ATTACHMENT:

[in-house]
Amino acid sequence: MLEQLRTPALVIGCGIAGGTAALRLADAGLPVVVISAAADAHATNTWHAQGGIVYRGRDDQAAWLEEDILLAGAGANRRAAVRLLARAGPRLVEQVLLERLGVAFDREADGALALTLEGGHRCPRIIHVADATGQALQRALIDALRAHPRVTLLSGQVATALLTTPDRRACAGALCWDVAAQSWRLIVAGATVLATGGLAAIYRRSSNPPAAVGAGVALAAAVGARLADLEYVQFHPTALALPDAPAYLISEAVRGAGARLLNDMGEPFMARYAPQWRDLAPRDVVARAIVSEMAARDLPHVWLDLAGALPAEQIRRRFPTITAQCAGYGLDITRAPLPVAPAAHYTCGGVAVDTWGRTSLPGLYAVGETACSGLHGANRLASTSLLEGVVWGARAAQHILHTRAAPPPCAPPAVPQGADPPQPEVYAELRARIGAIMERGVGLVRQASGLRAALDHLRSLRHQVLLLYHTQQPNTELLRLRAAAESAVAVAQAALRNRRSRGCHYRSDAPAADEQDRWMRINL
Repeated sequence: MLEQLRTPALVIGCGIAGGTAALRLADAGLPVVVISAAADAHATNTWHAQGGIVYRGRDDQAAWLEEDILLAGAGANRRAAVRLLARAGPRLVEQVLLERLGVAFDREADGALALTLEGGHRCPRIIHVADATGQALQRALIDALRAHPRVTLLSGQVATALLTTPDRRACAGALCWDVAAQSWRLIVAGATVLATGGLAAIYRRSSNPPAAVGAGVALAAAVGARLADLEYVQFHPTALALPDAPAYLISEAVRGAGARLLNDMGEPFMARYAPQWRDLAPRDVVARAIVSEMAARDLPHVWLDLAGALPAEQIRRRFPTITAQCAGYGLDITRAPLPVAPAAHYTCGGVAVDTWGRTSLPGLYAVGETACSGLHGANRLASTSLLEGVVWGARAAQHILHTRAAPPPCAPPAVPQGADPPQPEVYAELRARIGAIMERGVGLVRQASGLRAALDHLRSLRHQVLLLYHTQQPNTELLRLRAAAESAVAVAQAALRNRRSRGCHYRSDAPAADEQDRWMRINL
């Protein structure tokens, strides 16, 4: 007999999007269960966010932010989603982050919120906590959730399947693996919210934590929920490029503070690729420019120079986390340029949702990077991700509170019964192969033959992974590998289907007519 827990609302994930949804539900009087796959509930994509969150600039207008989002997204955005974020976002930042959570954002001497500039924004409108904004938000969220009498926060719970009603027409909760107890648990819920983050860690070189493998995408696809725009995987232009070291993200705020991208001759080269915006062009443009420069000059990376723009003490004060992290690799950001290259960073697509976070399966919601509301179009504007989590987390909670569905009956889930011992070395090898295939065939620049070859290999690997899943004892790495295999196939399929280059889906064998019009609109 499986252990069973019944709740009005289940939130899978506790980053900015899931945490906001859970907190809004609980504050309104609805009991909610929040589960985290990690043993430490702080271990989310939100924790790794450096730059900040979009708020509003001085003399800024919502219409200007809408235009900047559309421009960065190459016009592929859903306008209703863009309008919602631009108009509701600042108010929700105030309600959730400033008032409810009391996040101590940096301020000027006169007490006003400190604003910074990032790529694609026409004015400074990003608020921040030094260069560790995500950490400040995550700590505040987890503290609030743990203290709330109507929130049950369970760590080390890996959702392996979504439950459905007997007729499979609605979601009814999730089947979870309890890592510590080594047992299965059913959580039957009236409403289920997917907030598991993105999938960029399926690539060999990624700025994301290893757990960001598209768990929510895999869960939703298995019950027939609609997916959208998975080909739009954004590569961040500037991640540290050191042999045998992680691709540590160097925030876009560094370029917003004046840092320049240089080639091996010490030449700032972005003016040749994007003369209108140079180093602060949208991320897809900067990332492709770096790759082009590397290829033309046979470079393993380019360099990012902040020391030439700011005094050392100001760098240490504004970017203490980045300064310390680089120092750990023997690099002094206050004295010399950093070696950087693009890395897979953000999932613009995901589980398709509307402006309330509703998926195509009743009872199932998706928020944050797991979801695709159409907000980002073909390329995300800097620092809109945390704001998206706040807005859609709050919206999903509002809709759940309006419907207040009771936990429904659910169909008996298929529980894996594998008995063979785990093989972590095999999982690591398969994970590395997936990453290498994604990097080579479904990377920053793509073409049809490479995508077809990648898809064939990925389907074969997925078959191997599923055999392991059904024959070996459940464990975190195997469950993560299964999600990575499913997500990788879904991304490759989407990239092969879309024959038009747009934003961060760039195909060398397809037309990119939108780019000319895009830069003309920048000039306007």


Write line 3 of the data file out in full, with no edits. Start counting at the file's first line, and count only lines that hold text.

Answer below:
Repeated sequence: MLEQLRTPALVIGCGIAGGTAALRLADAGLPVVVISAAADAHATNTWHAQGGIVYRGRDDQAAWLEEDILLAGAGANRRAAVRLLARAGPRLVEQVLLERLGVAFDREADGALALTLEGGHRCPRIIHVADATGQALQRALIDALRAHPRVTLLSGQVATALLTTPDRRACAGALCWDVAAQSWRLIVAGATVLATGGLAAIYRRSSNPPAAVGAGVALAAAVGARLADLEYVQFHPTALALPDAPAYLISEAVRGAGARLLNDMGEPFMARYAPQWRDLAPRDVVARAIVSEMAARDLPHVWLDLAGALPAEQIRRRFPTITAQCAGYGLDITRAPLPVAPAAHYTCGGVAVDTWGRTSLPGLYAVGETACSGLHGANRLASTSLLEGVVWGARAAQHILHTRAAPPPCAPPAVPQGADPPQPEVYAELRARIGAIMERGVGLVRQASGLRAALDHLRSLRHQVLLLYHTQQPNTELLRLRAAAESAVAVAQAALRNRRSRGCHYRSDAPAADEQDRWMRINL